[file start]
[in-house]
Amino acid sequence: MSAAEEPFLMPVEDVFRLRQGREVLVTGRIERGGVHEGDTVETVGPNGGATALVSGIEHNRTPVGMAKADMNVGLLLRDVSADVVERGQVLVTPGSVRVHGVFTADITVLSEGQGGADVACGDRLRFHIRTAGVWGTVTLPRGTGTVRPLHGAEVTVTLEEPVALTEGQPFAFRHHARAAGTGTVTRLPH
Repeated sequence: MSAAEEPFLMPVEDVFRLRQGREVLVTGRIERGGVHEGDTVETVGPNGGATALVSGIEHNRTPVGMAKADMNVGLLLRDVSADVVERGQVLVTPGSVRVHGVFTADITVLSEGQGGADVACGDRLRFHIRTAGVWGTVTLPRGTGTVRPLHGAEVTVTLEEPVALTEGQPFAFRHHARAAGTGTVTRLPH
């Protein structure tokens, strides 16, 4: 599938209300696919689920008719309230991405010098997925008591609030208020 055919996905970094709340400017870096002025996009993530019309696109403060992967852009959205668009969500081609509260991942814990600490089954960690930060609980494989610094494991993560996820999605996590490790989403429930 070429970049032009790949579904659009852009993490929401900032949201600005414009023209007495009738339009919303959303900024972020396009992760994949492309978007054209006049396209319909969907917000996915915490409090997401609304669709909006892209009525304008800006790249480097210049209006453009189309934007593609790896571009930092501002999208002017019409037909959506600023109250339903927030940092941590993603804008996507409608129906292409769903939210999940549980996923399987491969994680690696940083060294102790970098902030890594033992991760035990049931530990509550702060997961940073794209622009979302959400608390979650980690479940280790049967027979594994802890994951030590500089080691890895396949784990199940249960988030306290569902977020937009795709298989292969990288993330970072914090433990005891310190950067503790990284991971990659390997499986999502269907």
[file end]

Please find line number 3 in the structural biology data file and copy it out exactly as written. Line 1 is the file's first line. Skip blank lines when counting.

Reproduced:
Repeated sequence: MSAAEEPFLMPVEDVFRLRQGREVLVTGRIERGGVHEGDTVETVGPNGGATALVSGIEHNRTPVGMAKADMNVGLLLRDVSADVVERGQVLVTPGSVRVHGVFTADITVLSEGQGGADVACGDRLRFHIRTAGVWGTVTLPRGTGTVRPLHGAEVTVTLEEPVALTEGQPFAFRHHARAAGTGTVTRLPH